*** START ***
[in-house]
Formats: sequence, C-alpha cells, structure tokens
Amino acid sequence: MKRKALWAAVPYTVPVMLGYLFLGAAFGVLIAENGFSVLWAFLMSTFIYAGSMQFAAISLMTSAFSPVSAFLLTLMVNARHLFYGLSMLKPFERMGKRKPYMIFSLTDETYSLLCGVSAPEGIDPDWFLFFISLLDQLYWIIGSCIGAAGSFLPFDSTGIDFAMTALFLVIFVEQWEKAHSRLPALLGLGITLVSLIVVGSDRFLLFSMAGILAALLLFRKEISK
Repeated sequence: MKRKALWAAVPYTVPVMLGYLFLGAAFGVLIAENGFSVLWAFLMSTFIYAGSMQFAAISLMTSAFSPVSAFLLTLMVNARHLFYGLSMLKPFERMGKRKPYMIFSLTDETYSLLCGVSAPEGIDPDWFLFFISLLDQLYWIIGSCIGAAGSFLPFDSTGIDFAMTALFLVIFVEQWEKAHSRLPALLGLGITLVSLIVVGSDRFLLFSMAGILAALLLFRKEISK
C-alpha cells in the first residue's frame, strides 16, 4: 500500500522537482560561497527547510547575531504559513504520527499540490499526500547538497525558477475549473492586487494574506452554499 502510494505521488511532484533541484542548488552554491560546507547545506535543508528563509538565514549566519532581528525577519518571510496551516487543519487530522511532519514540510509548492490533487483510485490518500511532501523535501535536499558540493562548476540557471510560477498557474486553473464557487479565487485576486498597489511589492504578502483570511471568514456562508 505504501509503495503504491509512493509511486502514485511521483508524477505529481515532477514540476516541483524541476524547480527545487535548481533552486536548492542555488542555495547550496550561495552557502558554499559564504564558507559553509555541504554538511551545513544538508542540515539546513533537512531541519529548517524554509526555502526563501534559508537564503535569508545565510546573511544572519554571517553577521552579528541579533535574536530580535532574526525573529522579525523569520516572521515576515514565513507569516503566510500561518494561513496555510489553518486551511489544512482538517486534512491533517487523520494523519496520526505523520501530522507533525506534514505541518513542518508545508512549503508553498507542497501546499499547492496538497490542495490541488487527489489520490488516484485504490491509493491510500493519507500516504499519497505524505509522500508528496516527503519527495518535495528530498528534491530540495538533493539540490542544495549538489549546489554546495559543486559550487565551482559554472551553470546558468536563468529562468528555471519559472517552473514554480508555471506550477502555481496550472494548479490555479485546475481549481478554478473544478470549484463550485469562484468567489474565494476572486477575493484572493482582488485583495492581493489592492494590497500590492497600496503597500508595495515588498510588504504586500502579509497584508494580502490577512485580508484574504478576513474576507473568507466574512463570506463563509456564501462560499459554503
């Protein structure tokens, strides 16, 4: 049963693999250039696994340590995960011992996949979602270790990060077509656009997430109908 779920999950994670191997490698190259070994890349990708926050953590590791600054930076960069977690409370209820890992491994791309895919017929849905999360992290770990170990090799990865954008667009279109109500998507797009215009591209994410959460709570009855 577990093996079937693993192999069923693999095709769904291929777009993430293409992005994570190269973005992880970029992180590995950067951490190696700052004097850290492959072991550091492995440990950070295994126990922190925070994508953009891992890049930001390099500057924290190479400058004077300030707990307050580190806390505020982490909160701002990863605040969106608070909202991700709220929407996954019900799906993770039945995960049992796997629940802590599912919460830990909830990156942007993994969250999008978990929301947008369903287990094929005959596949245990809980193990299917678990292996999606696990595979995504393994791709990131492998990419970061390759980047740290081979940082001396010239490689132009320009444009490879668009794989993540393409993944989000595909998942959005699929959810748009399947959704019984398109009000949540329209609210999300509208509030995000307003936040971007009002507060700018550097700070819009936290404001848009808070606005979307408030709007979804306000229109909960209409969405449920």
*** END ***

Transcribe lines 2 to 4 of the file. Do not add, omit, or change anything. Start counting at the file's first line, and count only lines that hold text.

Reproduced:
Formats: sequence, C-alpha cells, structure tokens
Amino acid sequence: MKRKALWAAVPYTVPVMLGYLFLGAAFGVLIAENGFSVLWAFLMSTFIYAGSMQFAAISLMTSAFSPVSAFLLTLMVNARHLFYGLSMLKPFERMGKRKPYMIFSLTDETYSLLCGVSAPEGIDPDWFLFFISLLDQLYWIIGSCIGAAGSFLPFDSTGIDFAMTALFLVIFVEQWEKAHSRLPALLGLGITLVSLIVVGSDRFLLFSMAGILAALLLFRKEISK
Repeated sequence: MKRKALWAAVPYTVPVMLGYLFLGAAFGVLIAENGFSVLWAFLMSTFIYAGSMQFAAISLMTSAFSPVSAFLLTLMVNARHLFYGLSMLKPFERMGKRKPYMIFSLTDETYSLLCGVSAPEGIDPDWFLFFISLLDQLYWIIGSCIGAAGSFLPFDSTGIDFAMTALFLVIFVEQWEKAHSRLPALLGLGITLVSLIVVGSDRFLLFSMAGILAALLLFRKEISK